Historic statues, like any way of telling history, always come with a point of view. This statue commemorates the moment that two founders of Nashville, James Robertson and John Donelson, reunited on approximately the very spot the sculpture sits, and clearly represents it as a noble if somber moment. In the middle of the American Revolution, Roberston (shown with an ax over his shoulder) and Donelson (shown with a rifle) were part of a group of colonists who sought to settle along the Cumberland River. In late 1779, Roberston traveled by land from what is now Kingsport, TN with a group of about 200 men. They chose a site known as French Lick to build Fort Nashborough. Donelson came by river with a large group that included families, arriving on April 24, 1780. It’s entirely plausible that Roberston and Donelson shook hands that day. Of course, what the statue doesn’t really address is the Cherokee who lived on this land. Well, the large plaque beneath the two men which tells the story of the founding does mention how Donelson overcame “savage Indians” in his journey downriver. There is a faded “YOU THIEF” underneath Donelson as viewed from behind him. Commentary? (See the slideshow below.) The text of the main plaque also mentions the Cumberland Compact, the “constitution” of the settlers. The large plaque in front of the statue lists the signers of the compact.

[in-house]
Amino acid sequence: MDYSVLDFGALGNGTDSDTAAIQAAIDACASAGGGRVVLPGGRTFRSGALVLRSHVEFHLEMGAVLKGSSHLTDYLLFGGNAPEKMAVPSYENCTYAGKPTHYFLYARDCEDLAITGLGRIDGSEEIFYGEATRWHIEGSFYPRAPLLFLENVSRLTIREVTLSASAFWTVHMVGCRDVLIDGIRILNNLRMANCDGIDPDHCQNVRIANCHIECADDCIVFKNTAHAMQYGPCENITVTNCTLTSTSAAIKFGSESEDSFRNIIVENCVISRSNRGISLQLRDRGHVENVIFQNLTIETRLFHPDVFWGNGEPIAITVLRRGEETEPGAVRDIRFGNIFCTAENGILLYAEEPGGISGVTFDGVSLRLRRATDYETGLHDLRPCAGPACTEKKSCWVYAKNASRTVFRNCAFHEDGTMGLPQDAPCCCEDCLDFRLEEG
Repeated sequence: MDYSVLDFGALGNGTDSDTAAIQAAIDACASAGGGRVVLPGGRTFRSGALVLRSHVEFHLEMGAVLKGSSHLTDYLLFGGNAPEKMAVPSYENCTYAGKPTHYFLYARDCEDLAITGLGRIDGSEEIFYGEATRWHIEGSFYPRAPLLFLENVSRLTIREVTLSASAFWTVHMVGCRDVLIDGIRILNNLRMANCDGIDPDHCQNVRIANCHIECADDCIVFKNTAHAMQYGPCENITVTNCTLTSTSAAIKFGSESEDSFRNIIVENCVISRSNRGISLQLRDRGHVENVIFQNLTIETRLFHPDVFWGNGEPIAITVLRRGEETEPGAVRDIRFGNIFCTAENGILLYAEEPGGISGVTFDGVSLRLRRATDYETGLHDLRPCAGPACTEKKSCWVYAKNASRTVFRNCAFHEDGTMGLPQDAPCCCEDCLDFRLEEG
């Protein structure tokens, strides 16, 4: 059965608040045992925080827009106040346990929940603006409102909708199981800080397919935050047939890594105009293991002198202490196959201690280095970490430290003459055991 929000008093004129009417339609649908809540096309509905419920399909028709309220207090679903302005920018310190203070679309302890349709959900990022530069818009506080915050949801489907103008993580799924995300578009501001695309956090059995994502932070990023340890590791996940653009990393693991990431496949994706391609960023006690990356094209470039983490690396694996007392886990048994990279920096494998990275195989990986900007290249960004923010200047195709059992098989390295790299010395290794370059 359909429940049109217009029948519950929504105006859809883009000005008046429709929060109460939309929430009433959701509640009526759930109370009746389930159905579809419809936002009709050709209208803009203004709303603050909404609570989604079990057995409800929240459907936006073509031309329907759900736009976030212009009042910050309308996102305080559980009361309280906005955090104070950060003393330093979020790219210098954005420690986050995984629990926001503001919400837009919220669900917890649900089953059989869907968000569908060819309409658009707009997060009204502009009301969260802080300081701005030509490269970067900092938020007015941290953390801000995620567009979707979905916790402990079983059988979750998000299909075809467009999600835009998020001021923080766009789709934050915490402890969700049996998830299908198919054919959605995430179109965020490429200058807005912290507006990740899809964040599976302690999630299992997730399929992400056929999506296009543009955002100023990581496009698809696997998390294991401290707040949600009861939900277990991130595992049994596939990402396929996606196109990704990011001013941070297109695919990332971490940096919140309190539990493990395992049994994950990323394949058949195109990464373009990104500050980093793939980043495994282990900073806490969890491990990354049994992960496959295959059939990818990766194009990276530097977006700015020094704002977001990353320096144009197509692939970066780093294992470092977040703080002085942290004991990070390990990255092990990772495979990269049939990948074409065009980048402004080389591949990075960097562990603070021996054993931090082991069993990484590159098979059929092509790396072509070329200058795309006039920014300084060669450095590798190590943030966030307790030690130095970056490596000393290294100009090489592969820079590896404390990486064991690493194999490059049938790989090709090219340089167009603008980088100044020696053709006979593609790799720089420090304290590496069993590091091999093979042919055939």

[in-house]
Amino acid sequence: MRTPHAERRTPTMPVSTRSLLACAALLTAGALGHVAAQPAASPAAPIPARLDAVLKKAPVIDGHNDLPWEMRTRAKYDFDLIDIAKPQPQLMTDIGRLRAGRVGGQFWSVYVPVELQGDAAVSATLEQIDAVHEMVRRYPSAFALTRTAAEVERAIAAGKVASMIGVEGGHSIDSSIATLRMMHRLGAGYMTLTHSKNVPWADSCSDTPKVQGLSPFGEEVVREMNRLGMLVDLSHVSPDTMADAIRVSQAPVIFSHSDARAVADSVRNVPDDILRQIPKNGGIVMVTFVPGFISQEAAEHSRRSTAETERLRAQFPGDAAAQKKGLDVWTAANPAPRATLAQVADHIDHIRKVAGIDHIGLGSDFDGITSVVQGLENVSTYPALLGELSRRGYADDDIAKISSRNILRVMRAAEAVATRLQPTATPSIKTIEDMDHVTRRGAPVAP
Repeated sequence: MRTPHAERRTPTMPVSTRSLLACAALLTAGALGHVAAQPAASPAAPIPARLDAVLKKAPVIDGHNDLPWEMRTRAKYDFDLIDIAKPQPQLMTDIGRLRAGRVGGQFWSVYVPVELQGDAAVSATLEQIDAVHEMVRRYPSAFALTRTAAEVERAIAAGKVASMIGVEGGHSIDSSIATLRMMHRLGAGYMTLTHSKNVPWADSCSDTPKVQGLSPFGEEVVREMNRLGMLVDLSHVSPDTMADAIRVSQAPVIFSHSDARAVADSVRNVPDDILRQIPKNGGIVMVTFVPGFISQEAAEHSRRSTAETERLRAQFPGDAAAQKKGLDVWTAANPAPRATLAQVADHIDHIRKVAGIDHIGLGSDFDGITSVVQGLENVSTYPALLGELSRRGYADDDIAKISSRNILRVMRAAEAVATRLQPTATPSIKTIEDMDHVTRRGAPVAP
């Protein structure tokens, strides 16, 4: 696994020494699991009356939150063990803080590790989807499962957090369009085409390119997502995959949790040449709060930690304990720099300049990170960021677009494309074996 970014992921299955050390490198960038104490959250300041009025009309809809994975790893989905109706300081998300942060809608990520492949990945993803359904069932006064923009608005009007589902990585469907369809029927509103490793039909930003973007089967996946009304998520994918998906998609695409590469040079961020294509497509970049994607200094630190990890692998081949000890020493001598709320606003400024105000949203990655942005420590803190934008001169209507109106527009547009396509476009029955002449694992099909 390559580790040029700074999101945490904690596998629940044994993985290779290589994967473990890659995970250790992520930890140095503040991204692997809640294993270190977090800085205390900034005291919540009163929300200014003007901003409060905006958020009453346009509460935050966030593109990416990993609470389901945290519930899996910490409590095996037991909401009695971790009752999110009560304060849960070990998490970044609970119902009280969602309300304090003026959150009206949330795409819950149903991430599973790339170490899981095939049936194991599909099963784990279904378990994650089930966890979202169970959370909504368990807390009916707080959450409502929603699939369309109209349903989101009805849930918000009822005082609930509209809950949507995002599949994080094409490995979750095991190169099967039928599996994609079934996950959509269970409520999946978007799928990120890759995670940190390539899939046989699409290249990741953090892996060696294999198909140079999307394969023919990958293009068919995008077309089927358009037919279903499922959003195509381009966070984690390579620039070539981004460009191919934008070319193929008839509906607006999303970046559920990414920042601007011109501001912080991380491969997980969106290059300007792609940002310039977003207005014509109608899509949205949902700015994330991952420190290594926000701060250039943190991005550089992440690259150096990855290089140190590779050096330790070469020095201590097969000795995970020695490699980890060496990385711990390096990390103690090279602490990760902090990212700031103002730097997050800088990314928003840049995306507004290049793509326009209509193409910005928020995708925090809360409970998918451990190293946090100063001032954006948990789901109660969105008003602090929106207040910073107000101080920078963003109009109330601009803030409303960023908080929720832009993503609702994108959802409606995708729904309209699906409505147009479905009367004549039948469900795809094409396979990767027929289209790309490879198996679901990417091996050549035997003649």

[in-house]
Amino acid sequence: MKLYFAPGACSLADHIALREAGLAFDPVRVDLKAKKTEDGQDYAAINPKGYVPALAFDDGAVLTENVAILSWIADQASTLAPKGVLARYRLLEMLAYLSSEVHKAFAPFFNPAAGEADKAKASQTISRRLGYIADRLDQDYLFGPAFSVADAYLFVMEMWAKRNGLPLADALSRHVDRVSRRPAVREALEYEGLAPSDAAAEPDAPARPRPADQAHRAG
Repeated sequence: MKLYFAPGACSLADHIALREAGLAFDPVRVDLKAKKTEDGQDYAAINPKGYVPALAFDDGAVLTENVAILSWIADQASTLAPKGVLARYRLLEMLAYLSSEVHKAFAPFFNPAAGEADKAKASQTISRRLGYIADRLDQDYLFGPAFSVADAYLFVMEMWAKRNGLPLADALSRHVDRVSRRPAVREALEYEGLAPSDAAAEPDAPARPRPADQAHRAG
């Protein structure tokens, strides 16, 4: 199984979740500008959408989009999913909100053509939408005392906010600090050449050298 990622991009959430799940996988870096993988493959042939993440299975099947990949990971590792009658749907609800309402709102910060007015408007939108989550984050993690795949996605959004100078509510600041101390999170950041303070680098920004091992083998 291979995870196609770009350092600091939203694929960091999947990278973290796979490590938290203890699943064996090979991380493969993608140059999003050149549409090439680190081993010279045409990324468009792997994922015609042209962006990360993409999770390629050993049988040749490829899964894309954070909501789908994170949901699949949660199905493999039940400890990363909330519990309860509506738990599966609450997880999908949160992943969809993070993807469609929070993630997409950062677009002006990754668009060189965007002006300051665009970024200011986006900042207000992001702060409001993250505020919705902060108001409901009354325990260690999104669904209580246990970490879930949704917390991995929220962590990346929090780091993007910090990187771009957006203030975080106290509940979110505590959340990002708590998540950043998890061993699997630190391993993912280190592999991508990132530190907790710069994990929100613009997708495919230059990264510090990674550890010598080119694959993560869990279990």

The work was commissioned by Mayor Ben West, who may be best remembered today for a pivotal moment in the Civil Rights movement in Nashville when he agreed with student leader Diane Nash that discrimination based on color was wrong. It was done by Thomas Puryear Mims, who was a professor and artist-in-residence at Vanderbilt University, and was installed in 1963. Mims did a number of other sculptures around town, though this is the first one I’ve discussed on this blog.
A recent report by Metro Arts on the condition of Metro-owned art rates the condition of the work as poor and places the need for repairs at a high priority (see page 25). You can see some of that in these pictures, including the staining on the bronze and the damage to the pedestal. This sculpture is also protected by the Tennesee Heritage Protection Act, a bill designed to protect Confederate monuments from being taken down, but which applies to all publicly owned historic monuments. To my knowledge, there are no monuments in Nashville to Dragging Canoe, a Cherokee leader who fought against settlers moving into Cherokee lands, including an attack on Forth Nashborough in 1781.
Located on the 200 block of First Avenue South, a little south of Church Street. This is downtown, so lots of parking, very little of it free.
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